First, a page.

November 1, 2022
Custom PowerShell rules can provide unique insight into the goals and methods attackers use in their attempts.
We already know that custom rules are essential for improving SIEM and operational security performance. In the previous parts of this series, we covered the risks of improper log collection and emphasized the importance of writing custom rules to catch suspicious PowerShell behavior that machine learning models aren’t likely to detect.
Part four of this series will focus on some of the information that custom rules can provide to analysts conducting incident investigations.
Custom rules can do more than enable Exabeam or USM Anywhere to block attacks that would otherwise go unnoticed. The logs that these rules rely on can tell us a lot about what attackers are doing, what their goals are, and how they intend to pursue them.
This is important for sensitive industries where advanced persistent threats are becoming increasingly common. Blocking one attack doesn’t always mean threat actors will move on and look for another target. They can afford to wait, regroup, and try a different approach.
That’s why security professionals must commit to continuously improving their custom rulesets. Fortunately, the data those rules provide can be an invaluable source of information about how the organization’s risk profile is changing over time.
Interpreting PowerShell Event IDs to Assess Threats
In Part Two of this series, we listed over twenty PowerShell log event IDs that SIEM users need to collect to optimize their custom rule capabilities. Each one of them tells a small part of an attack’s story, allowing security professionals to build accurate narratives around suspicious activities.
Let’s focus on two of those event IDs in particular:
- 4103 – PowerShell Module Logging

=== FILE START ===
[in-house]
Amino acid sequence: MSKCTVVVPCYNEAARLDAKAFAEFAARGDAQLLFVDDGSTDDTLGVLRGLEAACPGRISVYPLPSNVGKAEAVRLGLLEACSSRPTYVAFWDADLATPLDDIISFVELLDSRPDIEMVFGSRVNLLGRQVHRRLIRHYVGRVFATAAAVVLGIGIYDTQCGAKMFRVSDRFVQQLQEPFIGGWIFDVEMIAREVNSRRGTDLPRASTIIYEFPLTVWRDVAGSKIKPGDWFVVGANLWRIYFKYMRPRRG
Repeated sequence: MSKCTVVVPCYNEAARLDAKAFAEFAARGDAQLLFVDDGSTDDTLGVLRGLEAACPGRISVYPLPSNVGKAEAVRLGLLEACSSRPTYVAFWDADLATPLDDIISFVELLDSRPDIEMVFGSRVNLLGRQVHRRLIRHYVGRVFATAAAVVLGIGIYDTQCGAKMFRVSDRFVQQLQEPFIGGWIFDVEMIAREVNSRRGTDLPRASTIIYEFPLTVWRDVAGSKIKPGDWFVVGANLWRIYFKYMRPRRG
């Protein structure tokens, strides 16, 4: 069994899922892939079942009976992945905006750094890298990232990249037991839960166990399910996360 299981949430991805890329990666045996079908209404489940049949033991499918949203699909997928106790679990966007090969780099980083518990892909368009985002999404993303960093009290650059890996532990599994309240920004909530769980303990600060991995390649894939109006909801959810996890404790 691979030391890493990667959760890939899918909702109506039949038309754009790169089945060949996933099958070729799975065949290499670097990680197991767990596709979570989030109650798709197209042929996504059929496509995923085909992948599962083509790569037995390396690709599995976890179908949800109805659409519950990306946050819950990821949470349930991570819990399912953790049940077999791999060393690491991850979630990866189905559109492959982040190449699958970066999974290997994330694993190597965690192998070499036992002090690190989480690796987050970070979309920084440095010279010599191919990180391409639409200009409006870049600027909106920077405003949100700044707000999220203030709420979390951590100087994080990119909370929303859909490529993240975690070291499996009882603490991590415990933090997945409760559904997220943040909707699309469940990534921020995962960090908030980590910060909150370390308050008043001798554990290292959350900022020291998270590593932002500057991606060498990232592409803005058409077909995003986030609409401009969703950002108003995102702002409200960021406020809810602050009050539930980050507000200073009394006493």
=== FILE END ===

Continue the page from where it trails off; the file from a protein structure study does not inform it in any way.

- 4104 – PowerShell Script Block Logging
These two events can store valuable data for attack forensics and threat-hunting tasks. Reviewing the data can tell investigators what attackers were actually doing with PowerShell, potentially showing lateral movement attempts and other activities that should inform future custom rules.
Let’s look at both of those in greater detail:
PowerShell Module Logging - 4103
This event records the pipeline execution details associated with PowerShell commands. It includes commands executed and some of the corresponding script data. It might not contain all of the details about the execution or its output results but will generally trigger more often than script block logging does.
This is particularly useful for detecting lateral movement and privilege escalations that may not otherwise trigger high-severity alerts. These events may be the first indication that something worth investigating is happening.
PowerShell Script Block Logging - 4104
This event records entire blocks of code as they are executed. This can give SIEM users a complete record of suspicious activity and the full content of the script involved. Since it maintains a complete audit trail of each activity, it’s a comprehensive resource for attack forensics.
Script block logging creates fewer events than module logging, but they tend to be more detailed. These events can be useful for organizations that need to minimize the volume of log data generated while still gaining visibility into attacker commands and code execution.
In both events, most will have a severity level of informational, but don’t let this distract you. While higher-level events warrant review and investigation, the informational events let us know if a service or elevated permissions account has been executing commands on platforms where they may not be permitted. This is why enhancing SIEM performance with UEBA technology is so important.
Note that 4014 events can be very short as well.
And of course, the transcription log will show both events together.
Improve Custom Rules Using Real-World Threat Activity
Every organization has a unique IT architecture guided by its business logic, history, and strategic goals. While there is a great deal of valuable threat intelligence data available from security vendors and institutional authorities, there is no replacement for visibility into how these threats interact with your systems and solutions.
When it comes to optimizing the security posture of a specific organization, enabling transcription, collecting logs, and building custom rules is just the beginning. As threat actors confront those rules, their activities will provide valuable information about how to improve rule performance. Pay close attention to your PowerShell event log data, and you’ll find clear opportunities to reinforce your organization’s security posture moving forward.
Improve your custom rulesets with proper interpretation of PowerShell Event IDs. Get in touch with Castra for assistance today.